The lek is the national currency (ALL). The euro is worth 140.430 lek.
It’s worth noting that some Albanians write their pricing with an additional zero. They’re not attempting to charge you ten times the current rate; they’re just utilizing old money.
In most large cities, hundreds of new ATMs have been deployed. To locate them, use the MasterCard ATM Locator or the Visa ATM Locator. Most foreign VISA and MasterCard credit/debit cards are accepted at the ATMs.
Many rural convenience shops do not take any other form of payment except cash (currently in Albanian lek). Supermarkets, finer bookshops, and nicer boutique businesses, on the other hand, will take Credit or Debit Cards. VISA, MasterCard, and Diner’s Club are the most commonly accepted credit cards.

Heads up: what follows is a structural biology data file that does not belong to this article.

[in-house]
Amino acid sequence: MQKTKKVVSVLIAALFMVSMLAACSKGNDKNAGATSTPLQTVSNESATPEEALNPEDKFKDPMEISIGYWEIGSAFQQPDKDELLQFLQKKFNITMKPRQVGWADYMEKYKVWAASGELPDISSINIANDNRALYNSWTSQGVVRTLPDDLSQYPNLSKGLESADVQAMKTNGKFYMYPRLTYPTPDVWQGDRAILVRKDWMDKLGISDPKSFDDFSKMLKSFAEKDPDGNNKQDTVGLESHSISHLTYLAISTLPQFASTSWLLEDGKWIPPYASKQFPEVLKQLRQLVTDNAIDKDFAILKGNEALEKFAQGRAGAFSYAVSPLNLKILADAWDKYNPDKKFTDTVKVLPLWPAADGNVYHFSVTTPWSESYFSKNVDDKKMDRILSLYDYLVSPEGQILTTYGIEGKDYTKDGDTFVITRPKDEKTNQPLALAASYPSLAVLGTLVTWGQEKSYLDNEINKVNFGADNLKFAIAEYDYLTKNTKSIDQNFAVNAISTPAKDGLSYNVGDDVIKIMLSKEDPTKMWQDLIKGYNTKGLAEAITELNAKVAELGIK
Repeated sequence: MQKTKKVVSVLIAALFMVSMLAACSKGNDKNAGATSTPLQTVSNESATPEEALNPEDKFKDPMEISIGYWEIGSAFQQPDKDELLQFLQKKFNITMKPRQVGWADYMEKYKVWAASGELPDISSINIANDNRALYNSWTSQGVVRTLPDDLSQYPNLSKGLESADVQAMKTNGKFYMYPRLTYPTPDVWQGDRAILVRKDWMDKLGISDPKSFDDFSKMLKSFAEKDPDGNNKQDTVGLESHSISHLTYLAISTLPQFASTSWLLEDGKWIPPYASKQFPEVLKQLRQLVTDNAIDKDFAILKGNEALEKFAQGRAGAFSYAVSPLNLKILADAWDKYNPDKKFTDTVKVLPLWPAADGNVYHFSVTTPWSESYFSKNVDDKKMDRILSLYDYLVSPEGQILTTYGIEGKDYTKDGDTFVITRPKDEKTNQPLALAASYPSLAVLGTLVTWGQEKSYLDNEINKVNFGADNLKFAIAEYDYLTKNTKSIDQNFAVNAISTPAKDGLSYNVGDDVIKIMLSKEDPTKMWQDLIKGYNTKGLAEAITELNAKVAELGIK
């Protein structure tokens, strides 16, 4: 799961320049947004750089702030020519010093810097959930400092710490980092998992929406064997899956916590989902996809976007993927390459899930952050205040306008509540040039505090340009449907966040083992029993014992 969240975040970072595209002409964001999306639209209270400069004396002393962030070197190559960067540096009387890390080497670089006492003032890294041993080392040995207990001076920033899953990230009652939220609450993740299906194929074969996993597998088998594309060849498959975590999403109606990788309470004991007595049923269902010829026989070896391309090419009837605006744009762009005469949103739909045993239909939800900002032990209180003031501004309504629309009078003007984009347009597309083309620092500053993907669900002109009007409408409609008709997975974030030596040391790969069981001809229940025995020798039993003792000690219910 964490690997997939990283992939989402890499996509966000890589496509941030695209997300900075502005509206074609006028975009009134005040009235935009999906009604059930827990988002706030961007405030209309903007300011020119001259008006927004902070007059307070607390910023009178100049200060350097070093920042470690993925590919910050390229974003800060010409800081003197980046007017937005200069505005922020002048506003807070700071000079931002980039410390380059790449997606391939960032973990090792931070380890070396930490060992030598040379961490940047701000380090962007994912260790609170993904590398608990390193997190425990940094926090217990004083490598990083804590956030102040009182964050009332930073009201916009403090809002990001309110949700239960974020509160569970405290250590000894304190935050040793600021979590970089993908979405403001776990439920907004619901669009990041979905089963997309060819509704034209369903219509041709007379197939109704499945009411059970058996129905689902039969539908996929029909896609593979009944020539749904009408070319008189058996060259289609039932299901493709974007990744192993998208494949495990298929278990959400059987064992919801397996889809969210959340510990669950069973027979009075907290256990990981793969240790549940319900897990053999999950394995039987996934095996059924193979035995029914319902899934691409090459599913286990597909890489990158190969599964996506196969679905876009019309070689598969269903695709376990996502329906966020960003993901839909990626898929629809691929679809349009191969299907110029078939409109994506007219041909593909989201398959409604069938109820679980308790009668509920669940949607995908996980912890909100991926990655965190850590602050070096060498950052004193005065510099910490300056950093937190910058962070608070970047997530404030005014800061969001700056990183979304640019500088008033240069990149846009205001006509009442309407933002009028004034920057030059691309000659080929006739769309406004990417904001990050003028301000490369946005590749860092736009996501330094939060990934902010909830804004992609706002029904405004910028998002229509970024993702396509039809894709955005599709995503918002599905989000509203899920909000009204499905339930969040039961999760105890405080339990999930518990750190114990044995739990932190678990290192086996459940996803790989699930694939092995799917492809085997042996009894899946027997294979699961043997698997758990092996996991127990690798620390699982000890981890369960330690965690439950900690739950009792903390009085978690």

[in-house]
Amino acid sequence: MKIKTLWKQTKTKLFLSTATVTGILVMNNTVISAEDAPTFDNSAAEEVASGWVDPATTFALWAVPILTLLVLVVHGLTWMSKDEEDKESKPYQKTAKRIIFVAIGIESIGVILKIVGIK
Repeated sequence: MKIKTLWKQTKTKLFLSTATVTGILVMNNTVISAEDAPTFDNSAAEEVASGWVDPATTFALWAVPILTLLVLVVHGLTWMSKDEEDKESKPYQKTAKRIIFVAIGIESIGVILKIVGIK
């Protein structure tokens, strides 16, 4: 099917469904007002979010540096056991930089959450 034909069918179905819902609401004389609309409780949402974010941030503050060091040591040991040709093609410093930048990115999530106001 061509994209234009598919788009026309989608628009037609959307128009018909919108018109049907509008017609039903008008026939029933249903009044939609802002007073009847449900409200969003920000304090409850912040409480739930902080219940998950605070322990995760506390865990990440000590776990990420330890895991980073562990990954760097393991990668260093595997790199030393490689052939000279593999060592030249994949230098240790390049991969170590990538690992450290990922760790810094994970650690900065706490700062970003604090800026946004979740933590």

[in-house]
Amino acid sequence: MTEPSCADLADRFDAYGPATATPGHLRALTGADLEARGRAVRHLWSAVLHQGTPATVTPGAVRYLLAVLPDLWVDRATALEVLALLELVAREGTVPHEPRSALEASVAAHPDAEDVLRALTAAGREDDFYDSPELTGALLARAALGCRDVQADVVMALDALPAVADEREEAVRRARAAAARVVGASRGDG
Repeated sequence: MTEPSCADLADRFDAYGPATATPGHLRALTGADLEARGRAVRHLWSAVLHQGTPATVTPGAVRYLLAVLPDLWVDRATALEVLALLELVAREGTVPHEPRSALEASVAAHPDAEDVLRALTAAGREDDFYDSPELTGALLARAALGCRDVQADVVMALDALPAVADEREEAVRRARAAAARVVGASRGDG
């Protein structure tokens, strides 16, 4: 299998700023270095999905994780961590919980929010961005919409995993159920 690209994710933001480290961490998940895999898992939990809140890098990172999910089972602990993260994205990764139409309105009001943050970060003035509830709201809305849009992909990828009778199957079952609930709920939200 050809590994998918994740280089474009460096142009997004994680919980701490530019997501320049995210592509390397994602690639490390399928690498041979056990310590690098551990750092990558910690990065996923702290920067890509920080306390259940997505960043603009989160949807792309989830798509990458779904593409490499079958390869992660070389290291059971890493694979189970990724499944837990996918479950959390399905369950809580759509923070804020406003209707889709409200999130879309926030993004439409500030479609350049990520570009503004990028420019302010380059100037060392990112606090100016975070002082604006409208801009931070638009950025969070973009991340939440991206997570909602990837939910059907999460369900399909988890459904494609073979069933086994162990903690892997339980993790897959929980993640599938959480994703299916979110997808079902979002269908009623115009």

There are many stores in all Albanian cities that sell various products, such as well-known brands, glasses, antique artifacts, and so on. Tourists are drawn to the historic bazaars in Kruja, Korca, Shkodra, Gjirokastra, and Tirana, where they may discover artisan goods created by Albanians throughout the years. Wooden carved items, pottery, embroideries with popular themes, and cooper products are available. Albanian businesses are typically open from 9:00 a.m. to 20:00 p.m., and until 22:00 a.m. in the summer. On Sunday, the majority of stores remain open.
Many, if not all, Albanians now embrace the Euro.
Raki and alabaster bunker ashtrays are available as souvenirs.